Junior Langlois

When Junior Langlois was called up for his first NHL game, hockey was the last thing on his mind.

"I played my junior hockey in Quebec City and when I turned pro I was with Rochester (AHL). We had played our last game of the season in Cleveland on a Saturday night. We had to wait after the game to see if Buffalo won because if they did we were out of the playoffs. Kenny Reardon was there that night from the Canadiens' front office. I guess he was supposed to inspire us or something. Anyway, Buffalo won so we were going to have a party. I was coming into the hotel carrying a case of beer under each arm and our coach, Roly McLenaghan, saw me and said, "You'd better go easy on that stuff. The Canadiens have just called you up."

Langlois thought his coach was joking until the coach handed over a bus ticket to Detroit. Langlois' life long dream was finally going to come true.

"They wanted me to go there and play with the Canadiens in their final game of the season. So that's how I started. I played in the game in Detroit and in the playoffs too."

This all happened in the spring of 1958. Langlois, just 23, had made the Montreal Canadiens in the middle of their 5 consecutive Stanley Cups dynasty. Langlois played 7 of 8 playoff games that season, replacing Dollard St. Laurent who suffered a broken cheekbone, to earn a taste of champagne from Lord Stanley's mug.

Langlois remembers it as an intimidating experience.

"To tell the truth, when I got to Detroit I really didn't want to be there. It was like a dream world even though I had been to training camp a few times. But when you're there for a real game. The atmosphere is so different. There I was with all those stars: Beliveau, Boomer, Harvey, everybody. I kept staring at the floor when we were getting dressed for the game. I was too scared to look them in the eye. Right across from me was the guy with the laser eyes, Rocket (Richard). I never wanted to look that way at all. Every once in a while I'd say to myself 'What am I doing here?' "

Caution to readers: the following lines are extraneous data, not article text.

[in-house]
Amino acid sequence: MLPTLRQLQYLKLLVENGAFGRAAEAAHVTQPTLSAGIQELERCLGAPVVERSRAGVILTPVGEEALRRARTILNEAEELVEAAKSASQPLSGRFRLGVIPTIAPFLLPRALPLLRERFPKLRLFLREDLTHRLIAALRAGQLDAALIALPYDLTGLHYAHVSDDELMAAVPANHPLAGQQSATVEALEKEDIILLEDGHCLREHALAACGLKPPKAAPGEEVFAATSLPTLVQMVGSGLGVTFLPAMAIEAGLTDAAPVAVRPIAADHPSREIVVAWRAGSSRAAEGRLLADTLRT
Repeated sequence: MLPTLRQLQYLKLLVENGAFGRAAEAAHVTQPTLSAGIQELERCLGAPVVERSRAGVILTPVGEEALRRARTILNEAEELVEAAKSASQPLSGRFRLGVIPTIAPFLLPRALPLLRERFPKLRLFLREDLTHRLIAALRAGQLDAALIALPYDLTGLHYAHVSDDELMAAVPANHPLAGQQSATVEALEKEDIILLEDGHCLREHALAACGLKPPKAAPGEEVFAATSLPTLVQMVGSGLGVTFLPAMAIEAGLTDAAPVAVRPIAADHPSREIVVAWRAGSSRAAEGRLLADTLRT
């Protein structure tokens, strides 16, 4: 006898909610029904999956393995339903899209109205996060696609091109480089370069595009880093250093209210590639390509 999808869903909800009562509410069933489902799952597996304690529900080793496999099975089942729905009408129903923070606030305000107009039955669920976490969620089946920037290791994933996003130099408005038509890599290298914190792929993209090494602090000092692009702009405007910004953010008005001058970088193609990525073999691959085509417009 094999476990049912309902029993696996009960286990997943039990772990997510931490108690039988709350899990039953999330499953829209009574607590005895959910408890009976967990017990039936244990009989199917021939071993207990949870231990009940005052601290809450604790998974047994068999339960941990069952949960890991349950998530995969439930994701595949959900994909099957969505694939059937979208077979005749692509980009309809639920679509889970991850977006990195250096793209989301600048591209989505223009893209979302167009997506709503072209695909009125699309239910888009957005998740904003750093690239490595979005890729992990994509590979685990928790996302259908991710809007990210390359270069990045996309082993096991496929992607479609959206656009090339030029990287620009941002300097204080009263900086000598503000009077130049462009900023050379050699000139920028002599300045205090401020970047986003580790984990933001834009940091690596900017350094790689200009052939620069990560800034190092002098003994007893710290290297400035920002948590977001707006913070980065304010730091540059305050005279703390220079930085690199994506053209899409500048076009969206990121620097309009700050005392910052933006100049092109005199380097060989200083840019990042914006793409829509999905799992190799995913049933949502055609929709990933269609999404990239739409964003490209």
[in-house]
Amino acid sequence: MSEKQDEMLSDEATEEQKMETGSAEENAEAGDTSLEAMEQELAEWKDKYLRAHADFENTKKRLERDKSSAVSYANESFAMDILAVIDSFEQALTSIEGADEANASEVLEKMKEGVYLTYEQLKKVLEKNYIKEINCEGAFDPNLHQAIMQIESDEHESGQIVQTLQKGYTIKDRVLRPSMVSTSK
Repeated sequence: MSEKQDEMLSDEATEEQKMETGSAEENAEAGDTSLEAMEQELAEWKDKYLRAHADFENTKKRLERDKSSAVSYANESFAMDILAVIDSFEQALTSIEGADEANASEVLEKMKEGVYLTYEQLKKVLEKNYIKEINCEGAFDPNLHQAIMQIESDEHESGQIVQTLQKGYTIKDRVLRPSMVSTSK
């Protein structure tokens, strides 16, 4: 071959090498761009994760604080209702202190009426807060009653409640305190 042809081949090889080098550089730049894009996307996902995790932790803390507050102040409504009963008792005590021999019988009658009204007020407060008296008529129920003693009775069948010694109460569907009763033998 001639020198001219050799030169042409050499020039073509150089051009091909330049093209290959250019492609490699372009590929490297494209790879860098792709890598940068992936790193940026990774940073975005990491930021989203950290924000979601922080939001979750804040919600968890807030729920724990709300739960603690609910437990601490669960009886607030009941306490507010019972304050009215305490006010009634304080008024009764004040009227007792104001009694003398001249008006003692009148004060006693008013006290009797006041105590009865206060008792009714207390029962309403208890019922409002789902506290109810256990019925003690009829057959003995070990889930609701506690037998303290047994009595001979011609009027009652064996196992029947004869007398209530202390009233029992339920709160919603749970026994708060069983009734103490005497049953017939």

A hard hitting, defensive rearguard, Langlois returned the following autumn, earning the now departed St. Laurent's full time spot in the NHL's original six era. With that came two more Stanley Cup titles, in 1959 and 1960.

Langlois was particularly proud of the 1960 team.

"I was on the team when we won 8 straight games in 1960 for the fifth straight Cup. That was something special."

Although he was a part of three straight titles, Langlois never thought of himself as a great player.

"I remember I used to look around at those great players and say to myself that they won the Cup. I was just a player. Oh, I contributed I guess, but it was just to give them a rest. But they still remember me in Montreal, which tells you something about playing for the Canadiens. I can still walk down St. Catherines Street and people will yell at me, "Hey Junior! Comment ca va?" They remember me, and I wasn't a star. It's amazing.

Langlois knew the star on the Canadiens' blue line was Doug Harvey, his defense partner for much of Langlois' first six seasons in the NHL, including his stint in New York with the Rangers from 1961 through 1964. He called playing with Harvey "the easiest thing in the world. When in doubt, just give it to Doug. And if you made a mistake, he'd back you up."

In the mid 1960s he bounced around with Detroit then Boston. He was the last Bruin to wear number 4 before the arrival of Bobby Orr.

In 196-67 Langlois spent one last season in pro hockey, splitting a season with San Francisco and Los Angeles of the old Western (pro) Hockey League. He would meet his future wife in California, and would return in the 1980s.

After retiring he initially got into real estate, something he studied during his off time while with the Red Wings. He later was a sales representative for Canadian Hockey Equipment in Montreal. But he wanted to return to California, and did so in 1983. He moved to Beverly Hills after joining the firm Merrill-Lynch as a stock broker.


Paul,  12:53 PM  

Al Langlois had some bad luck as a member of the Wings in the 1964 Stanley Cup Finals. Bobby Baun's famous overtime goal in Game 6 of the Finals past Terry Sawchuk went in off Langlois. It was a rather harmless looking shot from the right point but the deflection off Langlois was all the Toronto Maple Leafs needed to win the game and knot the series at three games apiece. In Game 7, Gordie Howe, yes Howe, won a face off deep in the Leaf's zone, controlled the puck and sent it along the boards to Langlois at the left point. The puck skipped over Langlois' stick and was corralled by Andy Bathgate, who skated in all alone on a breakaway on Terry Sawchuk. Bathgate went high to the glove side for the Stanley Cup-winning goal that made it 1-0. The Leafs would tack on three goals in the third period when the Wings threw caution to the wind to try to tie the game, making the final score 4-0, Leafs.

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